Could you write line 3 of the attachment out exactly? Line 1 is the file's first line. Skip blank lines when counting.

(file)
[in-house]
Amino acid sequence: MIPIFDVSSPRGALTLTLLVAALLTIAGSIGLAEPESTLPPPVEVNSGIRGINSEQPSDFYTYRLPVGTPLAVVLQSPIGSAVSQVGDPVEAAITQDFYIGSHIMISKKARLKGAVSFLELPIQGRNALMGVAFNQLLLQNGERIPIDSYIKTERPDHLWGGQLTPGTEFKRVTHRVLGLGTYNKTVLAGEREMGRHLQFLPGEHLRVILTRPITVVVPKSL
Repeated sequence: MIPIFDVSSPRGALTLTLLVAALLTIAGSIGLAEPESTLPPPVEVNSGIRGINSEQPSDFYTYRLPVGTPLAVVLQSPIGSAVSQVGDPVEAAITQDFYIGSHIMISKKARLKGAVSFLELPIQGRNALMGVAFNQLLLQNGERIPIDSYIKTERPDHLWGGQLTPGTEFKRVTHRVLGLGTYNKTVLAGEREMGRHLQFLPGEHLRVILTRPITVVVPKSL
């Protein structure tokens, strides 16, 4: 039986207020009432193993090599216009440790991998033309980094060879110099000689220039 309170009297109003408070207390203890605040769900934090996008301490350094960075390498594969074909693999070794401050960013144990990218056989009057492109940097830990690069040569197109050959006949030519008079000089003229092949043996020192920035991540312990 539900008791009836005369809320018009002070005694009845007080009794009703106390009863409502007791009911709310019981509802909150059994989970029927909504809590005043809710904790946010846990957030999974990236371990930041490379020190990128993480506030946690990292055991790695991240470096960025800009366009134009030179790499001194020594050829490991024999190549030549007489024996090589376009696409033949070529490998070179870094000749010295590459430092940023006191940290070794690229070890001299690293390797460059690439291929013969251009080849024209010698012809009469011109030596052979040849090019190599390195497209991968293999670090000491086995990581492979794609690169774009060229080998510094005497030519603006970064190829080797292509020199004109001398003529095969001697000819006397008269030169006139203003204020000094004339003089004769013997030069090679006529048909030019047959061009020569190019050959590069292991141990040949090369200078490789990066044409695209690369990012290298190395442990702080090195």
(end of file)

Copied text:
Repeated sequence: MIPIFDVSSPRGALTLTLLVAALLTIAGSIGLAEPESTLPPPVEVNSGIRGINSEQPSDFYTYRLPVGTPLAVVLQSPIGSAVSQVGDPVEAAITQDFYIGSHIMISKKARLKGAVSFLELPIQGRNALMGVAFNQLLLQNGERIPIDSYIKTERPDHLWGGQLTPGTEFKRVTHRVLGLGTYNKTVLAGEREMGRHLQFLPGEHLRVILTRPITVVVPKSL